For the generation that grew up celebrating personal freedoms, it's hard not to agree with Christina Patterson about the apparent failure of feminism "Sisters, we've let our teenage daughters down", 7 March). But before we harrumph off into the sunset about the moral failure of modern youth, there is a perspective that needs to be taken.
First of all, sex sells. It always has and always will – and the day it doesn't, the human race is doomed. So unless we are going to advocate introducing the burka, titillation is probably the price we have to pay for sexual freedom. But there's a line between strutting your stuff and having your stuff strutted.
Although baby-boomer parents with comfortable lives may find it difficult to stomach the macho posing of hip-hop lyrics that openly demean women, we also have to ask why this has happened. Could it be because it's one of the few places left for our children that feels cool, edgy and offensive to our liberal values?
If you talk to teenagers about this, it turns out that the girls don't really like it, and the boys pretend that they're not really serious. But it is a serious issue. As a culture, we've had the meeting about that and decided that violence against women, both physical and verbal, is not acceptable.
Well done to Christina Patterson for raising it. In our open society, there's a reluctance to sound prudish when talking about these things, but it needs to be done. If we don't we're failing not only our teenage daughters but also our sons.
Trundling off into the sunset with a free bus pass
Being of an age when the world ceases to take you seriously and there is little to do but go for bus rides, swim in the Hampstead ponds and write letters to newspapers, may I take issue with Steve Richards about that "universal benefit", the "free bus pass" for old codgers and lady pensioners, which he sadly decries in support of Mr Osborne's cheerless workhouse economics ("Not every pensioner needs a free train ticket", 6 March).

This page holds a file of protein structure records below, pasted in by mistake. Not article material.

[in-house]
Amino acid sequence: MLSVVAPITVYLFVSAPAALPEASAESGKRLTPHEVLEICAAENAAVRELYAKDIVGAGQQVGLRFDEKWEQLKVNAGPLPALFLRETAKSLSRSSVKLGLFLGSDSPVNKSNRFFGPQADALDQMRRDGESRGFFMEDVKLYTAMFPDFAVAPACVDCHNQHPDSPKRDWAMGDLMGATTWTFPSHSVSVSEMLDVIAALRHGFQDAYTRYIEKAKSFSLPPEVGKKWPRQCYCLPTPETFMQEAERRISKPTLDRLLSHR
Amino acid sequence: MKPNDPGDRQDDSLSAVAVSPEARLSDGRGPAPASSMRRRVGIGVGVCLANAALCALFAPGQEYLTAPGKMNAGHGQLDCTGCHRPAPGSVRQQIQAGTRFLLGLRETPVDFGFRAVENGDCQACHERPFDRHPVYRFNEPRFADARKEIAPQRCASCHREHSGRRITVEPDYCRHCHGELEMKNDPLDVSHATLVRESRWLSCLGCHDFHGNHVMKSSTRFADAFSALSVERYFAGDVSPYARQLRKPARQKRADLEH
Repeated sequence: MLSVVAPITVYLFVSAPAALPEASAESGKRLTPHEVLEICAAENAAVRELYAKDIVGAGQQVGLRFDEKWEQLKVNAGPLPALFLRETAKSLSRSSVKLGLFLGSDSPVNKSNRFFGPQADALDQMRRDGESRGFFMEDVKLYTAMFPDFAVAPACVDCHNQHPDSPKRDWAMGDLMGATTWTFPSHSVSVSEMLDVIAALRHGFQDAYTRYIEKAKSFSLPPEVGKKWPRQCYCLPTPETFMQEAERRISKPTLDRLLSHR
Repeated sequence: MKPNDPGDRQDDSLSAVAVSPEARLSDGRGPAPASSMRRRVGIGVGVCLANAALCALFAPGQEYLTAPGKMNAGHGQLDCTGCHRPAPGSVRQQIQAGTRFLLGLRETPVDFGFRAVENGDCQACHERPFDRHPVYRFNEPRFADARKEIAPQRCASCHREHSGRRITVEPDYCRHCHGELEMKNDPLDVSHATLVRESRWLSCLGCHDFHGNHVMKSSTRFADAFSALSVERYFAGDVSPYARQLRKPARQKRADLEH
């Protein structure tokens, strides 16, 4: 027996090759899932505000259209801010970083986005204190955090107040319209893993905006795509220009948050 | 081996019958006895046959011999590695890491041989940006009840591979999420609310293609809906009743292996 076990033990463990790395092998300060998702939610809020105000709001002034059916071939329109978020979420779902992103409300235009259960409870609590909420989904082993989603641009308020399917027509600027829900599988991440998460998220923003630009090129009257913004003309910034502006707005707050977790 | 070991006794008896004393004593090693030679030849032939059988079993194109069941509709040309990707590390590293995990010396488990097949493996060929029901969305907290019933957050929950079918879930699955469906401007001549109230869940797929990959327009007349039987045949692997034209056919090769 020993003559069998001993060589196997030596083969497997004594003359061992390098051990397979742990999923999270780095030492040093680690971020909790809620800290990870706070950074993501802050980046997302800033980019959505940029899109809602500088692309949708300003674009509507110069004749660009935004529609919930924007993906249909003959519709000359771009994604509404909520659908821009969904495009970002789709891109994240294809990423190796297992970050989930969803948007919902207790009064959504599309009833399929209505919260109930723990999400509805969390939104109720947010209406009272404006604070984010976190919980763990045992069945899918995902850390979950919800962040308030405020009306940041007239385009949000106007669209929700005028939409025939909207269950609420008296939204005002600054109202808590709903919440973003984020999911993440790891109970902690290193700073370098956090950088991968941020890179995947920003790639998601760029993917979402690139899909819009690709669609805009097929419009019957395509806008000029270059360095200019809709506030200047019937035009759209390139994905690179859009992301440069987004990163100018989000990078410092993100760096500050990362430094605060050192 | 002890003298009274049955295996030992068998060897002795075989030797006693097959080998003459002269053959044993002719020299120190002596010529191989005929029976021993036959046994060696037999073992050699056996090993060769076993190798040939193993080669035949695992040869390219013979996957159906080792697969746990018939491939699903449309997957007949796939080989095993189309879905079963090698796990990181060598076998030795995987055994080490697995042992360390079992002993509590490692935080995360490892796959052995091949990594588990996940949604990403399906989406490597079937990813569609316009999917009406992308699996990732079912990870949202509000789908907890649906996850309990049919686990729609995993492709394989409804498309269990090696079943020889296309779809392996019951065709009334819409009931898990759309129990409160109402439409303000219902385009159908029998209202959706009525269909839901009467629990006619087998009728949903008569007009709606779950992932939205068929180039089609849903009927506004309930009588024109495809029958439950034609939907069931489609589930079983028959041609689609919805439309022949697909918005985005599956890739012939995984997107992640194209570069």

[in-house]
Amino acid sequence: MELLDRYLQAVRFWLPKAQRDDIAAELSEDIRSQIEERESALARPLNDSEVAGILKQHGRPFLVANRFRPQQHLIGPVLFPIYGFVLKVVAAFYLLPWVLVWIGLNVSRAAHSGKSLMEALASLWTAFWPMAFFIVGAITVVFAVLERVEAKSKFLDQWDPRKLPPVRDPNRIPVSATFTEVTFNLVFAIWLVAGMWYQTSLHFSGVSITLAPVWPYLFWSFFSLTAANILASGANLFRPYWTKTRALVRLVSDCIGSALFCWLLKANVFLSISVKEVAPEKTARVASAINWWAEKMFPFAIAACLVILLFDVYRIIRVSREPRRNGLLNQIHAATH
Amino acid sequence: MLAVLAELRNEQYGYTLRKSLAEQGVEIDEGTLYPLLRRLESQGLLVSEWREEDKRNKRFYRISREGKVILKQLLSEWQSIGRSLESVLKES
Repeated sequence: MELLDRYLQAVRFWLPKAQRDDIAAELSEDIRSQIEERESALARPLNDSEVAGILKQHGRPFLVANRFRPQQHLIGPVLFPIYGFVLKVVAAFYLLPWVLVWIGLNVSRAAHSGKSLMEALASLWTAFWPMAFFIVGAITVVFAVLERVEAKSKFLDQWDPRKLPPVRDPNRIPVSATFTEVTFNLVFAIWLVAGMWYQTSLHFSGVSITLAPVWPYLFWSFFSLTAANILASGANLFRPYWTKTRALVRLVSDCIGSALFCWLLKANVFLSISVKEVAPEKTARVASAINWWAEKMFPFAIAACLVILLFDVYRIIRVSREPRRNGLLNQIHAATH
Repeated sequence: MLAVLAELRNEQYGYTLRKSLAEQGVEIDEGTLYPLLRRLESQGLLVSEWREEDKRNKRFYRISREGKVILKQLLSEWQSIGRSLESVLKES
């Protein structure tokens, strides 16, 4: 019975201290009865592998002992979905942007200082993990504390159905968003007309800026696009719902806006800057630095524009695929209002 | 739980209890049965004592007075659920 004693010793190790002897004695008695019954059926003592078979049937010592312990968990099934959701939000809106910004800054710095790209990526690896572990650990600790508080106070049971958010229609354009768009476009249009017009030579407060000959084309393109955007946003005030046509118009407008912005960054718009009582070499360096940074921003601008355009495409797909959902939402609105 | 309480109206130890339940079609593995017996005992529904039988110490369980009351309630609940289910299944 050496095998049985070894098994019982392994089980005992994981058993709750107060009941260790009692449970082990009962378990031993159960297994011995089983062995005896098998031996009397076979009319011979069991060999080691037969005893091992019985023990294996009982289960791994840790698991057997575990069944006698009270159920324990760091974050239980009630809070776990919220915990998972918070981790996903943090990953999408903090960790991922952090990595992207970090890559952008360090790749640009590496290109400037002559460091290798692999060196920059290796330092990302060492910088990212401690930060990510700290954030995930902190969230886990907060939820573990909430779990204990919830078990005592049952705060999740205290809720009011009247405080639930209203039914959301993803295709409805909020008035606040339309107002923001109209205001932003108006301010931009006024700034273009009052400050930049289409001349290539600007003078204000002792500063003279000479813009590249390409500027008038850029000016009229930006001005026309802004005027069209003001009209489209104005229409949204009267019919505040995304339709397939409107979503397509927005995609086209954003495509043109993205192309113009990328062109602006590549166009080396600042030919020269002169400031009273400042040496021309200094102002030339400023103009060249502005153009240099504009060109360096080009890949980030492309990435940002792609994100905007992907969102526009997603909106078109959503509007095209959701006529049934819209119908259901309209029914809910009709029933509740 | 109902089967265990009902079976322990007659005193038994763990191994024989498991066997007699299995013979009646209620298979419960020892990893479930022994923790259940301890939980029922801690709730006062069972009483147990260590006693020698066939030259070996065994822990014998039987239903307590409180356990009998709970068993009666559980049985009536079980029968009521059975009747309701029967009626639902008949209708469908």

The free pass bus is indeed a social and economic necessity for very poor pensioners, of whom there are far too many: the policies of numerous UK governments over many years having priced public transport as a luxury. "Take a free bus ride – you know you're worth it!"
For the others, the not so poor but not rich, the bus pass may be justified on grounds of giving human delight; a small delivery on the Prime Minister's promise of greater human happiness. After a lifetime of tax and fare paying, the free bus pass comes as a very affordable low-cost mark of human fellowship; like one of those Bafta awards for lifetime achievement in films; or those gongs that the Civil Service dish out to themselves on retirement.
If we are all equal in death, if not in life, surely we can be equal for a year or two beforehand on the bus?
Steve Richards' article puts forward familiar arguments for more means-testing. He dismisses the many objections far too easily.
Means-testing requires an understanding of every applicant's financial circumstances. As anyone with any experience of means-tested benefit systems can testify, this makes them a nightmare, because people's financial circumstances change, and, for many people, often. It is not possible to design a system which is both simple and fair.
Steve Richards does not openly advocate the means-testing of retirement pension (which, costing over £70bn this year, is six times the level of spending on child benefit), but, if one follows the logic of his argument that "it is a waste of public money to subsidise those who already have enough cash", then such means-testing must be considered.